What to Know About Huggy Wuggy and the Poppy Playtime Game

Huggy Wuggy may sound like a cuddly teddy bear, but this video game villian is capturing our kids hearts. Learn why.

By now, you've probably heard about (or seen) Huggy Wuggy—a wide-eyed, sharp-toothed video-game monster turned carnival toy. Debuted in 2021, Huggy Wuggy seems reminiscent of "Fuzzy Wuzzy" (at least in namesake) but don't let his moniker fool you: Huggy Wuggy isn't your average bear... if he's a bear at all. But what is Huggy Wuggy and the Playtime Poppy game?

Girl lying on bed at night and using a mobile phone

Here's what parents should know about Huggy Wuggy, where kids may be exposed to him, and what you can—and can't—do about it.

What Is Huggy Wuggy?

Huggy Wuggy sounds like a cuddly teddy bear, but the monster is actually an evil villain in the 2021 horror PC game Poppy Playtime by MOB Games. The blue stuffed bear is no Care Bear. When he opens his mouth, he has rows of sharp teeth. And that's just the tip of the iceberg.

Poppy Playtime is a game of survival set in an abandoned toy factory. Players must solve puzzles while Huggy Wuggy hunts them. He has inspired multiple YouTubers to create parodies of creepy songs that, while not intended for children, are easy for kids to find and watch online.

Why Do Kids Like Huggy Wuggy?

While it is not clear why children like Huggy Wuggy, one thing is certain: kids process fear differently. This means that what adults find scary, for example, some kids find funny, silly, and cool. Does this explain why children are obsessed with a sock puppet with razor-sharp teeth? Maybe. Sometimes, though, the allure of a toy or object is the fact that our parents dislike it.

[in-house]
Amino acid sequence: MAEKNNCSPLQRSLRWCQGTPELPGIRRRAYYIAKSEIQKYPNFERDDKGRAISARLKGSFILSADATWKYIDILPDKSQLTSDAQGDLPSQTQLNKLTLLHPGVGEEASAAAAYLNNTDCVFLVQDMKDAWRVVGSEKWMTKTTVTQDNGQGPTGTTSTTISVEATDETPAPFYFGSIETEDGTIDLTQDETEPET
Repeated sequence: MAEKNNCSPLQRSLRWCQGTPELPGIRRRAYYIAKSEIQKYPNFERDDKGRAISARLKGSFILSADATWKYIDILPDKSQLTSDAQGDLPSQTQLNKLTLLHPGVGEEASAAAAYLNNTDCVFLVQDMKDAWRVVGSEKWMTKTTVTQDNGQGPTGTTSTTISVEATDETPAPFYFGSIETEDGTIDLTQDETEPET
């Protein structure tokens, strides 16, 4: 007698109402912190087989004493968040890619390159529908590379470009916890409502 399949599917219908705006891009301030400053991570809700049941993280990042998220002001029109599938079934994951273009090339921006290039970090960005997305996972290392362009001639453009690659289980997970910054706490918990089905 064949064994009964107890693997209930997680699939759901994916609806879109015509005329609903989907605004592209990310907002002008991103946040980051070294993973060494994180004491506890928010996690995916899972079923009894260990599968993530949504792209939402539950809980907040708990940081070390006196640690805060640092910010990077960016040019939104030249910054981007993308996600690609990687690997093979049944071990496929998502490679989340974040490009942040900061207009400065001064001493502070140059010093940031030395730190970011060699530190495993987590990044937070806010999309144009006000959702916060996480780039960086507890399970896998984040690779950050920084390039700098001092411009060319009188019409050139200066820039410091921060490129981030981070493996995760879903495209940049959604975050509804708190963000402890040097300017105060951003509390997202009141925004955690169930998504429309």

Where Are Kids Getting Exposed to Huggy Wuggy?

Kids are gettings exposed to Huggy Wuggy in a variety of places. Some children have played Playtime Poppy despite its 12+ rating by Common Sense Media. Other children have seen videos of the monster-bear hybrid on YouTube and TikTok, and some simply know of Huggy Wuggy based on the toy, which is sold in gift shops across the country and is regularly given out at as a carnival prize. It has been said some children are even replicating Huggy Wuggy on the playground, playing it as they would tag or another like game.

Why Are People Concerned About Huggy Wuggy?

Common Sense Media cautions parents, "While there's no graphic violence or gore, there are splatters of blood throughout the factory. Also, the horror nature of the game will likely be too scary for younger audiences."

Aside from the videos, like Squid Game, Huggy Wuggy has made its way to the playground.

"It is a very deceiving character, as hugs should be seen as something kind and loving," wrote Deal Parochial Primary School head Justine Brown in her letter to parents.

How Adults Can Help

Brown asked parents to remain vigilant, reminding them, "children can become upset and confused by what they see."

Parents can use expert advice from previous trends, like the 2019 Momo Challenge, which prompted necessary discussions about cyberbullying, and the recent Squid Game controversy.

  • Educate yourself. It's hard to keep up with every new social media platform and app. But experts share it's important to know what your child is using.
  • Get their opinions. Asking your child open-ended questions about what they know of a game and their thoughts on it can give you a glimpse into their thought process and help you shape the conversation.
  • Communicate with your child. It can be alarming to learn that your child is watching videos or replicating Huggy Wuggy on the playground. But you can use it as a prompt to speak with your child and help them learn. Use "I" statements, such as, "I love you, and I'm concerned that this game could hurt you and others. It's so important to treat others with respect."
  • Let them know you're there. These images can be scary and confusing. Telling them that you understand that and letting them know you're always available to talk leaves the door open for future conversations.

Unfortunately, Huggy Wuggy isn't the first potentially harmful trend, and it won't be the last. Open and honest conversations with your child can help them navigate the digital space and playground.

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